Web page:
SPRINGFIELD, Ill. (NEXSTAR) — A bipartisan panel of state lawmakers took the first step on Wednesday to begin investigative proceedings that could ultimately result in the formal discipline or potential expulsion of House Speaker Michael Madigan, the longest tenured state legislative leader in American history.
Madigan, who first won elected office in 1971, faces no criminal charges, and maintains he did nothing illegal or improper during a nine year period when federal prosecutors allege the state’s largest utility company attempted to bribe members of his inner circle.
“Given the facts admitted by ComEd for its nine-year-long scheme to bribe Speaker Madigan, the Illinois House of Representatives must do its job and conduct a thorough investigation,” House Minority Leader Jim Durkin (R-Western Springs) said in a statement on Wednesday.
House rules allow any three members of the legislative chamber to file a petition to prompt the disciplinary hearings. Durkin, along with Representatives Andrew Chesney (R-Freeport) and Ryan Spain (R-Peoria) signed the petition, and demanded Madigan recuse himself from overseeing the process.
The rare occurrence marks the first time in state history that the House of Representatives has begun proceedings to potentially expel a member who has not yet been charged with a crime. Two other former members Luis Arroyo (D-Chicago) and Derrick Smith (D-Chicago) were already facing criminal charges when the House opened investigative proceedings against them.
The U.S. Attorney in the Northern District of Illinois struck a deal with ComEd in July, allowing the company to escape bribery charges if it agreed to participate in the investigation and pay a fine of $200 million. ComEd acknowledged in court documents that it put several Madigan allies on its payroll as lobbyists or contractors. During that period of time, the legislature approved allowed the company to raise its electric rates.
House Deputy Minority Leader Tom Demmer (R-Dixon) was appointed as one of three Republicans to sit on the panel to investigate the Speaker’s conduct.
“ComEd has pled that they engaged in very specific circumstances, specific settings [where] they did this for that,” Demmer explained. “There are quid pro quos that are established by ComEd. So I think there are some very specific things that we have to investigate. We need to get to the bottom of them to understand who was involved, directly or indirectly, [and] understand the nature of those arrangements.”
“I have never made a legislative decision with improper motives,” Madigan said in an emailed statement on Wednesday. “The notion that the passage of two consequential pieces of energy legislation was tied to the hiring or retention of a few individuals is seriously mistaken. Those bills had the broad support of Democrats and Republican members, other legislative leaders, labor supporters, consumer advocates, and environmentalists.”
Once Madigan recused himself, House Majority Leader Greg Harris (D-Chicago), a longtime ally of the Speaker, appointed Representative Chris Welch (D-Hillside) to oversee the committee procedure.
In an interview on Wednesday, Welch vowed to give the Speaker due process and a fair hearing, but also sounded sympathetic to portions of the Speaker’s defense.
“I do think the Republicans have to consider that was a bipartisan effort signed by a Republican governor,” Welch said, referring to the Future Energy Jobs Act former Governor Bruce Rauner signed into law in 2017. “And so all of that’s going to be taken into consideration during this process. I don’t know how you can ignore it.”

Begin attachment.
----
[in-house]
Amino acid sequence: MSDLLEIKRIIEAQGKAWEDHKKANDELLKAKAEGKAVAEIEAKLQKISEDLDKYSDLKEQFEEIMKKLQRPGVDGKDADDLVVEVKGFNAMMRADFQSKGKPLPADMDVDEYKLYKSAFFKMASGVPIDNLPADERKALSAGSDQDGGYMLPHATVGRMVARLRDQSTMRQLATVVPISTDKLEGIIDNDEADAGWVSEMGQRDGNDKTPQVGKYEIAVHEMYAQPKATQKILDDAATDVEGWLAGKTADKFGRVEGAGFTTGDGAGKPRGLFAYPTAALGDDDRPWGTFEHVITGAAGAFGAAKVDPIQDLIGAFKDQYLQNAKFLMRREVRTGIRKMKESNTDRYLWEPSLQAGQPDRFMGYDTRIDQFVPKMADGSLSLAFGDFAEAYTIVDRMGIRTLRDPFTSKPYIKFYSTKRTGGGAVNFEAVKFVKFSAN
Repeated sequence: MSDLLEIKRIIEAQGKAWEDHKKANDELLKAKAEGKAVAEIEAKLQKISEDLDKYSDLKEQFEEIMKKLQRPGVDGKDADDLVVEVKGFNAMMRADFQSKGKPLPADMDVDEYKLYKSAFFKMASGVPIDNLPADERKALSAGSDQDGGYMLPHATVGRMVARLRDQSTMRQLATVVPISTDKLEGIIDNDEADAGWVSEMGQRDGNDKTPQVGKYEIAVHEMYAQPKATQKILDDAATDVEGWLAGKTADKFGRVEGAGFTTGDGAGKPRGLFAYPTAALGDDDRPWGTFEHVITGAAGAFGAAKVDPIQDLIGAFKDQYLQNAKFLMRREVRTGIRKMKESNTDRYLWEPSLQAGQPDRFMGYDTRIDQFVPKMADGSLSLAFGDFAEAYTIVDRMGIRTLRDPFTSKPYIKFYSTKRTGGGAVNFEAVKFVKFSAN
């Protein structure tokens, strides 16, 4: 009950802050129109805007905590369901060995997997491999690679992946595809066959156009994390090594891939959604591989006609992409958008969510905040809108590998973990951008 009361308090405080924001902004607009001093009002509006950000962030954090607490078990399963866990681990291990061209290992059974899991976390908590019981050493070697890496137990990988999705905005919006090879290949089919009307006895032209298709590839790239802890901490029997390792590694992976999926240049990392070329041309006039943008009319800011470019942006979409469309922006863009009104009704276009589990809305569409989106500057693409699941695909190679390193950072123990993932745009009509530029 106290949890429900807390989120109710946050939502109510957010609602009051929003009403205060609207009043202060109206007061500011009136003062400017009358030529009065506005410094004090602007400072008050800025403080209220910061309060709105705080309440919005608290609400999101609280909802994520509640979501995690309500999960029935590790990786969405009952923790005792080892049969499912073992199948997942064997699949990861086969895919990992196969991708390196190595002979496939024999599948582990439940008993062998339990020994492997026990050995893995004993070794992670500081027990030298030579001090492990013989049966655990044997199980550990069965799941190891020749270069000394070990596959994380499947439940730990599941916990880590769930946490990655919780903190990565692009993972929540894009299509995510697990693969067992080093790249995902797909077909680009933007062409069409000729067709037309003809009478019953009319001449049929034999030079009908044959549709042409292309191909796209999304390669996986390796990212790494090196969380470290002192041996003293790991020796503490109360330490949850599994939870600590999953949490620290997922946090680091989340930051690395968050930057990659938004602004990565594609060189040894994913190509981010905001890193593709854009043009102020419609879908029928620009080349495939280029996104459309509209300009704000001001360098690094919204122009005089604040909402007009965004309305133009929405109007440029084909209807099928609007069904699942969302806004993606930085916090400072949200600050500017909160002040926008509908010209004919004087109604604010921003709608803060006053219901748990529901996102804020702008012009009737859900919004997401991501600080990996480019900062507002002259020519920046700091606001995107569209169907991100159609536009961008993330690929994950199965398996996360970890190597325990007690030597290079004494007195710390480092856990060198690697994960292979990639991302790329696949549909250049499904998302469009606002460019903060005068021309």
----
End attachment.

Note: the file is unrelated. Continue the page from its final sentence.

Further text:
“We’re gonna we’re going to see where this takes us,” Welch said. “Right now, I’m looking at a complaint that doesn’t charge anything specifically. And so we’re going to have to, you know, listen to the complainants and see where they’re trying to take this thing because right now, they’re not accusing him of anything specific.”
Despite repeated calls from Governor J.B. Pritzker for Madigan to answer questions about his role in the scheme, the Speaker has not met the media nor answered any direct questions from reporters since federal prosecutors outlined him as ‘Public Official A’ in the deferred prosecution agreement.
“There are questions that need to be answered by the Speaker, and perhaps the creation of this legislative committee will actually get some of those answers,” Pritzker said during a press conference from Chicago.
The committee will include two of Madigan’s most loyal members of his leadership team, Assistant Majority Leaders Elizabeth Hernandez (D-Cicero) and Natalie Manley (D-Joliet).
The panel of lawmakers will also feature two of Madigan’s fiercest critics, Representatives Grant Wehrli (R-Naperville) and Deanne Mazzochi (R-Elmhurst), who both trail their Democratic challengers in campaign cash.
Madigan dismissed the Republican calls for the investigation as an election year political stunt to distract voters from President Trump’s record and rhetoric.
“Republicans don’t want to focus on the fact that we have a federal administration that has used the White House to prop up Donald Trump’s wealthy campaign donors and friends at the expense of the American people,” Madigan said. “The Republicans don’t want people to focus on the nearly 200,000 COVID-19 deaths or the countless number of Illinoisans who have lost their jobs, healthcare coverage and retirement savings due to Trump’s mismanaged COVID-19 response. They certainly don’t want people to draw attention to the intense racial divisions Donald Trump relishes.”
The first hearings have not yet been scheduled. If the committee finds wrongdoing in its report, a second panel of new members to review their report to determine whether or not to discipline or potentially expel the Speaker from the General Assembly.